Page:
If you are into dramatic melt downs and characters storming off stage, then you may want to check out a Chinese Opera! Never short on drama, the actors command the attention of the audience with their decadent costumes, head pieces and exaggerated make up and facial expressions.
Just as impressive, is the bamboo theater in which they perform. Bamboo theaters have been around since the 1950's. These giant structures can house several hundred people at once. They are temporary structures erect with bamboo scaffolding, held together with pieces of nylon. There is a waterproof metal roof and brightly coloured banners to promote the show hanging outside.
Watching them be built is a thing of magic and building them is down to improvisation and experience, instead of a detailed plan of action. The architects of these structures are the master craftsmen and workers who have learnt their skills from past generations, perfecting the technique over many years. It's hard to believe that with all the work that goes into making these, that they only stay up for a few days or weeks before being dissembled and rebuilt somewhere else.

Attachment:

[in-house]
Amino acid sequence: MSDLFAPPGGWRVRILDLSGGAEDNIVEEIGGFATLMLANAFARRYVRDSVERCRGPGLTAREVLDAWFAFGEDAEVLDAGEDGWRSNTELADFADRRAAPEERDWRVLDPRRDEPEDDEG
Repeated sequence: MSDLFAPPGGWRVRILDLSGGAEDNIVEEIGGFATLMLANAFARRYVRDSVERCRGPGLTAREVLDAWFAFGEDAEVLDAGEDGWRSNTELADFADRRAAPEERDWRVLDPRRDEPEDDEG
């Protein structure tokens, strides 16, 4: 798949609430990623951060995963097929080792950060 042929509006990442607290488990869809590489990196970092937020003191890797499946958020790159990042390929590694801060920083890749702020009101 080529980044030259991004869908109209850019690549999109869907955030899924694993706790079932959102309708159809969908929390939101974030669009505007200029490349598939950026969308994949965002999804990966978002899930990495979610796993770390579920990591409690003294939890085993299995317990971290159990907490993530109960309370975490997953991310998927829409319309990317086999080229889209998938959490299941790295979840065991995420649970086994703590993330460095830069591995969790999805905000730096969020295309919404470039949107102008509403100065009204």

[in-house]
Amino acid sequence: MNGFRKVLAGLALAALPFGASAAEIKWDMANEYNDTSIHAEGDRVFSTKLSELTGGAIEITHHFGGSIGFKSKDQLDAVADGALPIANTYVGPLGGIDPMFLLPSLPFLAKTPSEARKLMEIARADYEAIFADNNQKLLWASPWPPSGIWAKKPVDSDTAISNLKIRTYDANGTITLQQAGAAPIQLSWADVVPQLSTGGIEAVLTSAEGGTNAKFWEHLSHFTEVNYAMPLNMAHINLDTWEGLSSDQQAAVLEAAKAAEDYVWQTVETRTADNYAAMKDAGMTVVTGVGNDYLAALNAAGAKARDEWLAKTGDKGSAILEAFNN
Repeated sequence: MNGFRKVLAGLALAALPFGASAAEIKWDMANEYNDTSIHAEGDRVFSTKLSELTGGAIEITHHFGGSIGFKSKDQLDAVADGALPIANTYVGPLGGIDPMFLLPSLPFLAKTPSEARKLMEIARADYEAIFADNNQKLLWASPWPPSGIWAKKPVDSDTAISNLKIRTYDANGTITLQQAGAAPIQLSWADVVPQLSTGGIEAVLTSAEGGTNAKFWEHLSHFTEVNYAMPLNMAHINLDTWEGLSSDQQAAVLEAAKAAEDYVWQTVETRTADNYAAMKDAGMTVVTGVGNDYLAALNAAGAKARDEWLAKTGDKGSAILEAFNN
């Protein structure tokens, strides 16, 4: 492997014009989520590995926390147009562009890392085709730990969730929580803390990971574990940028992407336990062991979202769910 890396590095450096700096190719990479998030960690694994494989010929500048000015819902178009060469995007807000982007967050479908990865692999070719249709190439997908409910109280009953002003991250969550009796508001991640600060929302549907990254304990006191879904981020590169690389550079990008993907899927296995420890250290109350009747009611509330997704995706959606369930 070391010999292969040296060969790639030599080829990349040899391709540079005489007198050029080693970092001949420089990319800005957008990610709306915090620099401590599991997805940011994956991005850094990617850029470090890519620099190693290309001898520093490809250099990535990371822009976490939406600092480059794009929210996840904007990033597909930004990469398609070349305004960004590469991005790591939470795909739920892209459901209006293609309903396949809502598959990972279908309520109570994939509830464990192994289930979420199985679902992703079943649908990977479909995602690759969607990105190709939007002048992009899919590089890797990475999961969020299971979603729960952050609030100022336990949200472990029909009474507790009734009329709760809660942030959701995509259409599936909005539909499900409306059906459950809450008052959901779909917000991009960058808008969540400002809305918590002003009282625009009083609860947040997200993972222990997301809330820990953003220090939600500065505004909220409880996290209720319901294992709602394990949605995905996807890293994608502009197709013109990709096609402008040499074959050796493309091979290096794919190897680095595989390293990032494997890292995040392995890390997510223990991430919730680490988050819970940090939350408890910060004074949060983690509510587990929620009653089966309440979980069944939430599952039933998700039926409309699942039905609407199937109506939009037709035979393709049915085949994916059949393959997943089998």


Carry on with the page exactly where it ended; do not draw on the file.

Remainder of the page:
You will find these Bamboo Theaters springing up across Hong Kong around festival times to celebrate special occasions. There is, however, a fear that the use of bamboo is slowly disappearing in favor of steel. We hope these bamboo theaters won't go down without a fight.
This weekend the JCCAC (Jockey Club Creative Arts Centre) will host its popular Handicraft Fair where more than 100 local artists will showcase their work and celebrate Hong Kong's creative art industry. We will be opening the G.O.D Street Culture Gallery to the public where our Bamboo Scaffolding Miniature will be on display in our famous 'cha-chaan-teng' room, along with other miniatures of everyday Hong Kong scenes commissioned by master model maker Wong Wing Chun.
Come check out these artifacts in person and see the inspiration behind many G.O.D. designs and products.
JCCAC (Jockey Club Creative Arts Centre) Handicraft Fair
G.O.D Street Culture Gallery,
30 Pak Tin Street, Shek Kip Mei, Kowloon, Hong Kong
MTR Shek Kit Mei, Exit C
June 18 - 19
1 - 7 PM